Measurement Characteristics and Clinical Utility of the Van Lieshout Test-Short Version Among Persons With Cervical Spinal Cord Injury

      Researchers need a reliable and valid method of assessing arm and hand function in individuals who have sustained a cervical spinal cord injury (SCI). The Van Lieshout Hand Function Test for Tetraplegia-Short Version (VLT-SV) reduces administrative burden when testing components of hand function such as positioning and stabilizing the arms, development of the opening and closing of the “function hand,” grasp and release, and manipulation using the thumb and fingers.1 The test contains 10 of the original 19 tasks and decreases the administration time from 60 to 90 minutes down to 25 to 35 minutes.1 The 10 items are scored from 0 (worst function) to 5 (best function), and the sum of these scores measures the most functional hand’s ability to perform basic activities.1 Rasch analysis suggests rescoring certain items to better equate related items, with a maximum score of 3 per item.2 A training course can be purchased through the instrument’s website along with required items.1 The instrument has excellent test-retest reliability (0.90), internal consistency (0.88-0.95), inter-rater reliability (0.98-0.99), and excellent construct validity with the original VLT (0.90-0.93).1. 3. SCI-EDGE, a taskforce of the Neurology Section of the American Physical Therapy Association that uses the Evidence Database to Guide Effectiveness, recommends the VLT-SV for use in intervention research studies in populations with cervical SCI. With the potential to reduce administration time by more than an hour,1 the VLT-SV is a reliable and valid option for researchers to accurately assess important aspects of hand function.
      This abbreviated summary provides a review of the psychometric properties of the Van Lieshout Test-Short Version (VLT-SV) in cervical spinal cord injury populations. A full review of the VLT-SV and reviews of more than 460 other instruments for patients with various health conditions can be found at:
      Please address correspondence to [email protected] .
      This instrument summary is designed to facilitate the selection of outcome measures by clinicians. The information contained in this summary represents a sample of the peer-reviewed research available at the time of this summary’s publication. The information contained in this summary does not constitute an endorsement of this instrument for clinical practice. The views expressed are those of the summary authors and do not represent those of authors’ employers, instrument owner(s), the Archives of Physical Medicine and Rehabilitation, the Rehabilitation Measures Database, or the United States Department of Health and Human Services. The information contained in this summary has not been reviewed externally.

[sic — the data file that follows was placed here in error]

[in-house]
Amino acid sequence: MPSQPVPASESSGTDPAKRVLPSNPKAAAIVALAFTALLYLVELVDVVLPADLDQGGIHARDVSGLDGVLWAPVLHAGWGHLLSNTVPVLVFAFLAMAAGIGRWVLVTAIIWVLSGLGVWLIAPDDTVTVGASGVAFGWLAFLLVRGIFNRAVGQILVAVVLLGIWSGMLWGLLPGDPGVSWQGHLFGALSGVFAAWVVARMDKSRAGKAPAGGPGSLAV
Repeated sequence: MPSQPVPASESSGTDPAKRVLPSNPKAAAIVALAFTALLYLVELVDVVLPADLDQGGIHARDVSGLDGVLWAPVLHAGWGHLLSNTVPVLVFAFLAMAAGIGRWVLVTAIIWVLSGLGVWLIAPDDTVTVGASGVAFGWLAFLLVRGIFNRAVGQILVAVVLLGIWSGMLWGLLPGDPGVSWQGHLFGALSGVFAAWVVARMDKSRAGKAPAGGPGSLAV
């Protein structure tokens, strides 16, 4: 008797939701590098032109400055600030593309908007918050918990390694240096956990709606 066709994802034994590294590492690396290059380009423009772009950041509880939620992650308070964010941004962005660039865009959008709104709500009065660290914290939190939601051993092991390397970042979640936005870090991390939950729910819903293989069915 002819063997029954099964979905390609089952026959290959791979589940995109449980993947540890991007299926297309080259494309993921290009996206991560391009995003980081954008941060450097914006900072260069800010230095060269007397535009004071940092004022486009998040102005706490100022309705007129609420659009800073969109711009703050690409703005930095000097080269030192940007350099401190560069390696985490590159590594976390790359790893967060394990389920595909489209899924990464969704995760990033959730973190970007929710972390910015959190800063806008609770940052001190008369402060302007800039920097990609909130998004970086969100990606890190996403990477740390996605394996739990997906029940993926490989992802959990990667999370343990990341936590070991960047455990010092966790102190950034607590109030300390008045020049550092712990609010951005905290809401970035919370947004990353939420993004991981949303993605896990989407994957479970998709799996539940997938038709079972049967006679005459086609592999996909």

The Rehabilitation Measures Database and Instrument Summary Tear-sheets were initially funded by the National Institute on Disability, Independent Living, and Rehabilitation Research (NIDILRR), Administration for Community Living, United States Department of Health and Human Services, through the Rehabilitation Research and Training Center on Improving Measurement of Medical Rehabilitation Outcomes (H133B090024). Current funding for the Rehabilitation Measures Database comes from the Shirley Ryan AbilityLab, the first-ever “translational” research hospital where clinicians, scientists, innovators and technologists work together in the same space, applying research in real time to physical medicine and rehabilitation.
      • 1.
        Post MW, Van Lieshout G, Seelen HA, Snoek GJ, Ijzerman MJ, Pons C. Measurement properties of the short version of the Van Lieshout test for arm/hand function of persons with tetraplegia after spinal cord injury. Spinal Cord 2006;44:763-71.
      • 2.
        Spooren AI, Arnould C, Smeets RJ, Bongers HM, Seelen HA. Improvement of the Van Lieshout hand function test for tetraplegia using a Rasch analysis. Spinal Cord 2013;51:739-44.
      • 3.
        Berardi A, Biondillo A, Màrquez MA, et al. Validation of the short version of the Van Lieshout Test in an Italian population with cervical spinal cord injuries: a cross-sectional study. Spinal Cord 2019;57:339-45.